Be careful not to make the wrong assumptions when studying the
algorithms of this chapter. A few of them are efficient and easy to
implement, but many might be neither. Even if an algorithm has an
amazing asymptotic running time, it might be close to impossible to
implement. For example, one of the most famous algorithms from
computational geometry can split a simple^{6.2} polygon into triangles in time for a
polygon with edges
[190]. This is so amazing
that it was covered in the *New York Times*, but the algorithm is
so complicated that it is doubtful that anyone will ever implement it.
Sometimes it is preferable to use an algorithm that has worse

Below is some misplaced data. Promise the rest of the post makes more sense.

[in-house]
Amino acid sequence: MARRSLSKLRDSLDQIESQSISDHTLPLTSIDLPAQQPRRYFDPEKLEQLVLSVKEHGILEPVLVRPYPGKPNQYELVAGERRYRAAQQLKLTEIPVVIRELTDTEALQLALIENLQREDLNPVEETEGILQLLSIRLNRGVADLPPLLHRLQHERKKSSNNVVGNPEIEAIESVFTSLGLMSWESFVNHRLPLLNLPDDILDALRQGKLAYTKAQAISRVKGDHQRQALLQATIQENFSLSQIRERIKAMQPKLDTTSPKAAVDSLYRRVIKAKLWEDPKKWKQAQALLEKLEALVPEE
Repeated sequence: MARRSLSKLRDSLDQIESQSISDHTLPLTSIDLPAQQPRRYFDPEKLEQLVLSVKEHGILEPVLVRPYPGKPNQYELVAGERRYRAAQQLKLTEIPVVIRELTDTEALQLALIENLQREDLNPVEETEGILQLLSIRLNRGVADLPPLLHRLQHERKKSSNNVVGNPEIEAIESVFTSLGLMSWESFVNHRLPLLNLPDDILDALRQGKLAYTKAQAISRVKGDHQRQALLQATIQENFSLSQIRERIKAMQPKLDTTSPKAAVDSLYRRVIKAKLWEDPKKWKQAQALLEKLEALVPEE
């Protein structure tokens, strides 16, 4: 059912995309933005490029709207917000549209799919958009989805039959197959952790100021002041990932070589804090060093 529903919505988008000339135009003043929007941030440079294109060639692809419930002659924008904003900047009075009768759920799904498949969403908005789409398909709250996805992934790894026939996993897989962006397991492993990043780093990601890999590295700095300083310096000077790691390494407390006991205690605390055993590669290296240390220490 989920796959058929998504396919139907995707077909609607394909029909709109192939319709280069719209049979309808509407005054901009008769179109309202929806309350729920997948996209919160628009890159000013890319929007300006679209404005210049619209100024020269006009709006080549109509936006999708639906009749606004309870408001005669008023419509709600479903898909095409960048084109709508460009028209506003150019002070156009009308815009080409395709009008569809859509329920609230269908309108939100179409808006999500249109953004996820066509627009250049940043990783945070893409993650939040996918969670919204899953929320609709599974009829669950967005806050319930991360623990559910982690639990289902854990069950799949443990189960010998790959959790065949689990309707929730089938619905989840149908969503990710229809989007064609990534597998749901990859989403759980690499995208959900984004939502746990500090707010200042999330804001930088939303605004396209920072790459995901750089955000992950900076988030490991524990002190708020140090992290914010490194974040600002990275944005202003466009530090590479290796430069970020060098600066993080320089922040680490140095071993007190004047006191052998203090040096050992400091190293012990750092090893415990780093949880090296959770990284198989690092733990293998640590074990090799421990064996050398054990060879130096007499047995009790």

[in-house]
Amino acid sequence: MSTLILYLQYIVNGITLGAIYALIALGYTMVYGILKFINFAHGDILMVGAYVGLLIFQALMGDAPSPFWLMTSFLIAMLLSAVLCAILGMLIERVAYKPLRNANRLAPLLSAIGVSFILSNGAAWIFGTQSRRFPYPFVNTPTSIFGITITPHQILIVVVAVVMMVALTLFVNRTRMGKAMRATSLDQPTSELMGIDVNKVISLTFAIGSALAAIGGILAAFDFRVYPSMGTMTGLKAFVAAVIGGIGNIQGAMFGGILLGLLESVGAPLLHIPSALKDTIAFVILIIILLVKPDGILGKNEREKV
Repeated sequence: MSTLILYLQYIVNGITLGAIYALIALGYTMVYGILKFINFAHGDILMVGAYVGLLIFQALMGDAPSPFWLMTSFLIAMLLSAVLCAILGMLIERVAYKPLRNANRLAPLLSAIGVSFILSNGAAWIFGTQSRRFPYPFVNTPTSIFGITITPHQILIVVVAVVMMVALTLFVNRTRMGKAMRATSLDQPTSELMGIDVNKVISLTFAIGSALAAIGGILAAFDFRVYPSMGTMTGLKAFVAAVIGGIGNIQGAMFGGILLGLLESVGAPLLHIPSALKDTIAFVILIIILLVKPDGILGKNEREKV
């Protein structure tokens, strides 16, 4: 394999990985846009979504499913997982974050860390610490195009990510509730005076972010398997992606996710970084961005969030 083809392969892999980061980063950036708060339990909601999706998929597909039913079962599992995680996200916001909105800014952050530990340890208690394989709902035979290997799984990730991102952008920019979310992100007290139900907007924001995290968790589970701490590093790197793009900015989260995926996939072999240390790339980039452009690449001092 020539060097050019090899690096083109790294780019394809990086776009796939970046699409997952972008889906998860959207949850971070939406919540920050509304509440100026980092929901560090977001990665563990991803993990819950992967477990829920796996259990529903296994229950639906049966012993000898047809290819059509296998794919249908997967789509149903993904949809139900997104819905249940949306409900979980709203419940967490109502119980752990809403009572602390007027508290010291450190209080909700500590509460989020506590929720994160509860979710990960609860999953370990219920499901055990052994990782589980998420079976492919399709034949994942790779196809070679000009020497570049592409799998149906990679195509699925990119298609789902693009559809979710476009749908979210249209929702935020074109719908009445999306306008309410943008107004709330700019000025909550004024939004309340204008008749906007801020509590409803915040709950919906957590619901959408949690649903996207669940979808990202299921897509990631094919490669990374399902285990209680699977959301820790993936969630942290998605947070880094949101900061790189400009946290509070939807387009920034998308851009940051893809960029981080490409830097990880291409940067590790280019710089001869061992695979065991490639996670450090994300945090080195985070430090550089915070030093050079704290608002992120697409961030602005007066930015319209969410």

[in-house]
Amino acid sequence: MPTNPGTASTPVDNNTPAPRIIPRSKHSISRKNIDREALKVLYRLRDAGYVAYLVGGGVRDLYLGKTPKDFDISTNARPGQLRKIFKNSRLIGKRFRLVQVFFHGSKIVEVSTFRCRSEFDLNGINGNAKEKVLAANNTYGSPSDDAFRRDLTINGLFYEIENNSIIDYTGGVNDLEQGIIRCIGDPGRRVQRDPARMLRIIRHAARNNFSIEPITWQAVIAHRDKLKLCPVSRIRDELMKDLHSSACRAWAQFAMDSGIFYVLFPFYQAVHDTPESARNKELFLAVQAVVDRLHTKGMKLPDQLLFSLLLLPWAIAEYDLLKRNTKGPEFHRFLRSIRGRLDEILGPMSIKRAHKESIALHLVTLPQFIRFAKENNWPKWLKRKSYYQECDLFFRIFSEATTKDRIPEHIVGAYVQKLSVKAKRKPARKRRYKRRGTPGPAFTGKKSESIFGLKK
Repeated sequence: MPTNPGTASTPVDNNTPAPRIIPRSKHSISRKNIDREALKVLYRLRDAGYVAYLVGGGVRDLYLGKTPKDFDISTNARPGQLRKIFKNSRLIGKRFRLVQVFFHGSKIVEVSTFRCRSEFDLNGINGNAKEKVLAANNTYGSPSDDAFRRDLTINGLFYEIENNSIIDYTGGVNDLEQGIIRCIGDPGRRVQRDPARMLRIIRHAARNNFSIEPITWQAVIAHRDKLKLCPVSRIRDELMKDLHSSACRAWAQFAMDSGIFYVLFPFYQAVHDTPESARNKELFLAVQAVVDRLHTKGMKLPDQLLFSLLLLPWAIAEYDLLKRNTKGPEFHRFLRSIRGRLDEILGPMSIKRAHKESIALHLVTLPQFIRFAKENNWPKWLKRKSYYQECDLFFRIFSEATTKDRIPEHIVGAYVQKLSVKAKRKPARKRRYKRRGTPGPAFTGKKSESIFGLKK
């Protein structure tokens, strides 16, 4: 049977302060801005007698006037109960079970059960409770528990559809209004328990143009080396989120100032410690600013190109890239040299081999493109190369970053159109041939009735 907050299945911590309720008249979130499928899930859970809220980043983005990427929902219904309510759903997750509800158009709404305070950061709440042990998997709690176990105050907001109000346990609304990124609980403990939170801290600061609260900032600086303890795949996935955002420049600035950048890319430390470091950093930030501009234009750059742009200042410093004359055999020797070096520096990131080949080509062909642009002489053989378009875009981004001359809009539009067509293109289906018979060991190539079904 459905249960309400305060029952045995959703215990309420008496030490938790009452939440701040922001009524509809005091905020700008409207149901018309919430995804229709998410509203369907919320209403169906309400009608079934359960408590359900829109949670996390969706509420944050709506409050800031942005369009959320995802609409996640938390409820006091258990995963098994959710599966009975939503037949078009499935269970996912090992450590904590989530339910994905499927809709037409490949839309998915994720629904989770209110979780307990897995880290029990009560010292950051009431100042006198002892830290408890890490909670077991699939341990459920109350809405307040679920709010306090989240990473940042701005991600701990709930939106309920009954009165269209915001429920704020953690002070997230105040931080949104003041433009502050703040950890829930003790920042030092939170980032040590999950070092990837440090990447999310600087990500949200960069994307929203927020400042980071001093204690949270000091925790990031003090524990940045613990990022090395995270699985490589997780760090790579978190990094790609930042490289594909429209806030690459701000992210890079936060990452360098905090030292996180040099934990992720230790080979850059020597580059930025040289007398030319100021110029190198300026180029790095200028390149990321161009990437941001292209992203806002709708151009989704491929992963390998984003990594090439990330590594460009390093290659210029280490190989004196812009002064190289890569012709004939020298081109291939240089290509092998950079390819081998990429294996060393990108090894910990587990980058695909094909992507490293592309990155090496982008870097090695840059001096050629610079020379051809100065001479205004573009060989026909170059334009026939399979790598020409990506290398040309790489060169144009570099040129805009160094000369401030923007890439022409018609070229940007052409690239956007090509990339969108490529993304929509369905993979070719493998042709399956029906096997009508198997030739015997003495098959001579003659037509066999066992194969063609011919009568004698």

theoretical running time but is much easier to understand and
implement. In general, though, it is valuable to understand both
kinds of methods and decide on the trade-offs for yourself. It is also
an interesting intellectual pursuit to try to determine how
efficiently a problem can be solved, even if the result is mainly of
theoretical interest. This might motivate others to look for simpler
algorithms that have the same or similar asymptotic running times.

Steven M LaValle 2012-04-20